Social Media Policy Tip: Encourage Employee Advocacy
This social media policy tip says when you're developing a social media guidelines, it's a good idea to use language that makes it safe for employees to use their personal accounts to drive engagement.
Consider this in tandem with lost productivity concerns and security risks.
A lawsuit filed by PhoneDog.com against Noah Kravitz for “misappropriation of trade secrets…” is prompting companies to update their corporate social media policy.
But if you do, you're over emphasizing a possible worst case scenario.
Because if your company is going to be heard through social media, you're going to need as much help as you can get.
You're going to need your team members to be willing to use their personal social media accounts to engage with your branded online.
Good Social Media Policies Drive Advocacy
Reach is a factor engagement. So if you want to establish a far reaching social media presence, social media engagement is how you spread the word.
So when it comes to digital marketing on social media platforms, organization's need professional and personal employee advocacy more than ever.
And you're not going to get it by imposing ownership claims or an strict set of guidelines over their personal social media accounts,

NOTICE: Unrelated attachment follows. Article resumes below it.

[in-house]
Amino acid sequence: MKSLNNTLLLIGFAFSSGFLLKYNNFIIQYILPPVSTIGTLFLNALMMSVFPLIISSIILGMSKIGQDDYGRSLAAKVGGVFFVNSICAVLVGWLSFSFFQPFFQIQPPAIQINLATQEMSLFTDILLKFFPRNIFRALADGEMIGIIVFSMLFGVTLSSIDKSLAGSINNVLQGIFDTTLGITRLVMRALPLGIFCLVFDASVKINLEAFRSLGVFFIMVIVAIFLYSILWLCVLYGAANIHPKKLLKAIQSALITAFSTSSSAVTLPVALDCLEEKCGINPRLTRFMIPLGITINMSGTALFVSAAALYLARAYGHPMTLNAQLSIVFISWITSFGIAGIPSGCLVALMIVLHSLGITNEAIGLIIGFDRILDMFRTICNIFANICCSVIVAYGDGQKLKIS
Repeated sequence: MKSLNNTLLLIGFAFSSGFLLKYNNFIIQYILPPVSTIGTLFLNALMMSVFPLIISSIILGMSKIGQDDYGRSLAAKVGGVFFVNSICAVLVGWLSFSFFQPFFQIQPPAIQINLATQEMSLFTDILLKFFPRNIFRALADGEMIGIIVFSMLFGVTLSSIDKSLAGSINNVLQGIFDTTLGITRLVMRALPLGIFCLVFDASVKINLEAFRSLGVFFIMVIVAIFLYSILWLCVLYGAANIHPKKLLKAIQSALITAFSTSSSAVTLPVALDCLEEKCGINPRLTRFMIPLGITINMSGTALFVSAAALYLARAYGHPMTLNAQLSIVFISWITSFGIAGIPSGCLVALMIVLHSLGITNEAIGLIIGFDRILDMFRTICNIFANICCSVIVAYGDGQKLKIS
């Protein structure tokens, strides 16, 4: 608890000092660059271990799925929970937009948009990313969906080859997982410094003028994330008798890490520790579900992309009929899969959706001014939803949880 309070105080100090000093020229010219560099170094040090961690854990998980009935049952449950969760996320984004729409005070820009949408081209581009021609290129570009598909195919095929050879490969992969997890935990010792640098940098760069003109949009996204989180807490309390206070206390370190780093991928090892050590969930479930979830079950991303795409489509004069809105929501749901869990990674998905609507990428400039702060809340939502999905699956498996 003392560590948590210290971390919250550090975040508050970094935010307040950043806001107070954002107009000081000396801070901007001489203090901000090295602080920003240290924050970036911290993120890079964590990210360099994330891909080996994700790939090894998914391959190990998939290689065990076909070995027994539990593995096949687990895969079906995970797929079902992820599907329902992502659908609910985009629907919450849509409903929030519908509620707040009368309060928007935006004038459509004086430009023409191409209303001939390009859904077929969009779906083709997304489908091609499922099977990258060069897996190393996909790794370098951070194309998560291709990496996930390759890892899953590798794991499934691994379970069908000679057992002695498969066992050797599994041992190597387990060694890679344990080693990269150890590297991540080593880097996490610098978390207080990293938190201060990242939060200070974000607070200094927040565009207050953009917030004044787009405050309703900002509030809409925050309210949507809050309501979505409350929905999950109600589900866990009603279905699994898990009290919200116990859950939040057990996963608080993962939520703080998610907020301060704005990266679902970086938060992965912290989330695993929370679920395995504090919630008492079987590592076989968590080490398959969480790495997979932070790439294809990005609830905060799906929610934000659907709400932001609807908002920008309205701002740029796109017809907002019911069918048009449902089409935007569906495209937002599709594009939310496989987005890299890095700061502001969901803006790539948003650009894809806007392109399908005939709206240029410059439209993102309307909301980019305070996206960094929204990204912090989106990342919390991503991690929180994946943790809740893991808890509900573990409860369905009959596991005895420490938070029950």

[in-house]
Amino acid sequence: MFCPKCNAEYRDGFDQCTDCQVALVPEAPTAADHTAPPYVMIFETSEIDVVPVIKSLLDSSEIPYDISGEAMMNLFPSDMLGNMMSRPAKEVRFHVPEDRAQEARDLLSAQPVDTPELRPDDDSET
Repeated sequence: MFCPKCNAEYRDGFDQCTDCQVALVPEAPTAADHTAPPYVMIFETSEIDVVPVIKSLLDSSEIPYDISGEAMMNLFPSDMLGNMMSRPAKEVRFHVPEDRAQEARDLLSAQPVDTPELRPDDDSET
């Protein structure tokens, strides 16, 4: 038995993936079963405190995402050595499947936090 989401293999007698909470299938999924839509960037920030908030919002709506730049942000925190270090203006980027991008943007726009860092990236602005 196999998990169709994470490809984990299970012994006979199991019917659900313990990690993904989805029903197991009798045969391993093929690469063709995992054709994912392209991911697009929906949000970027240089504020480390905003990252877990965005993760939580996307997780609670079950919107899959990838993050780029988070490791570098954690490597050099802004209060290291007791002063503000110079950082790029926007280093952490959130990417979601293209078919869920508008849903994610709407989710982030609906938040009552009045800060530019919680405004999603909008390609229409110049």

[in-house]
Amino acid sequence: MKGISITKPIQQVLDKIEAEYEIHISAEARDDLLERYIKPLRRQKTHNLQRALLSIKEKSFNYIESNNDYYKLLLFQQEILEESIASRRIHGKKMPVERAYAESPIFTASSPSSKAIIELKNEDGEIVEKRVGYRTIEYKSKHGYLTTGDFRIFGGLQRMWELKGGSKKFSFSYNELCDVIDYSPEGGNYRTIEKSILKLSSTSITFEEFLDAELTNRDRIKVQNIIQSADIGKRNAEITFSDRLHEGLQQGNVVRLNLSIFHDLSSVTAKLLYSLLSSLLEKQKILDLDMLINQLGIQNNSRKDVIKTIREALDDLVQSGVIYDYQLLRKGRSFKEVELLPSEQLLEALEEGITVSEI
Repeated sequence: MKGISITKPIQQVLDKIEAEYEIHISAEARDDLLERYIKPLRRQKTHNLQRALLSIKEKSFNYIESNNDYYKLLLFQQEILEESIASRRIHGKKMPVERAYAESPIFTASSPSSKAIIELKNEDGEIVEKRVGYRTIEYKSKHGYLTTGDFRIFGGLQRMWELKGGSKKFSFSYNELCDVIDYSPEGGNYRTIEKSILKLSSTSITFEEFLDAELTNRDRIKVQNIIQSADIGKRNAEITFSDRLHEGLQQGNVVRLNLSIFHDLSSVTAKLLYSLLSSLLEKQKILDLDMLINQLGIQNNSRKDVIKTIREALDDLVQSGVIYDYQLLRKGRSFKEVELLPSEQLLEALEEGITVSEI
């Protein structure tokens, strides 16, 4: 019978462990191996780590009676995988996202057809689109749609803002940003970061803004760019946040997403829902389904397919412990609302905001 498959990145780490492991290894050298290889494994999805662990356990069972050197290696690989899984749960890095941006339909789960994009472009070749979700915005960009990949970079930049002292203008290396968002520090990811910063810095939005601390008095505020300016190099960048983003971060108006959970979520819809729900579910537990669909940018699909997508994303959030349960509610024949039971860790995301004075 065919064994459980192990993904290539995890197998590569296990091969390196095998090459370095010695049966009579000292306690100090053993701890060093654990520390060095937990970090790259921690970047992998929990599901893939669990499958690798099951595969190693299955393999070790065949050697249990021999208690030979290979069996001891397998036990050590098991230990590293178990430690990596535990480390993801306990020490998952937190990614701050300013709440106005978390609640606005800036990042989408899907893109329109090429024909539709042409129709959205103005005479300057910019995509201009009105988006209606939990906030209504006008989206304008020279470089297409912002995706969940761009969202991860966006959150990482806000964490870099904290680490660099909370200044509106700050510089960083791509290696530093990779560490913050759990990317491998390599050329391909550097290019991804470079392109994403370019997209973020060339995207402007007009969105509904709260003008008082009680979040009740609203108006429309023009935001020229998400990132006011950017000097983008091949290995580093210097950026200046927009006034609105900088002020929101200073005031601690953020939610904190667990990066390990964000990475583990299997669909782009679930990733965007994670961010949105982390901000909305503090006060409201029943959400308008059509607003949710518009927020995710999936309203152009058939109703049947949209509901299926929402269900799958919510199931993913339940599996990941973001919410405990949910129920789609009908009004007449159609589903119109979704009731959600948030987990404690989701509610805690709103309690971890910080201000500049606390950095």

So I don't intend to make any substantial changes to my Social Media Policy Template because of it, and here's why:
On social networks, crowds direct our attention. If it trends, it upends. And if it doesn't, it just ends.
The nitty gritty is this:
Unless it's from a hugely influential individual, what one person tweets usually matters only a little.
But what the crowd retweets is what matters the most.
Social gravity drive attention on Facebook, Linkedin and Twitter.
An effective social media code of conduct policy protects the organization and its employees alike.
After all, why would your employees use social media to spread the corporate message if they think it'll get them fired?
Imposing strict ownership requirements over an employee's personal social media account doesn't protect your brand.
It discourages team members from using social media on their employers behalf, which means they won't be retweeting your message.
And in nowadays, you need retweets, Likes and Retweets to get noticed.
Online Employee Advocacy
So your social media policy tip is this:
Encourage Employee Participation.
Sree Sreenivasan, a professor at the Columbia Journalism School, who is paraphrased in a story about the incident by New York Times reporter John Biggs (@JohnBiggs) says it best:
…many industries had policies that required sales staff to leave their Rolodexes behind, but that these policies were as relevant to social media as Rolodexes are to the modern office. After all, social media accounts are, almost by definition, personal.
He also said that the average Twitter account had less clout than many might think.
On social networks, we crowd source news and information. If companies want to get noticed, they've got to get crowds talking. And in most cases, their employees are going to be easiest place to start.
Will this social media policy tip compel you to update your rules around how your employees use social?
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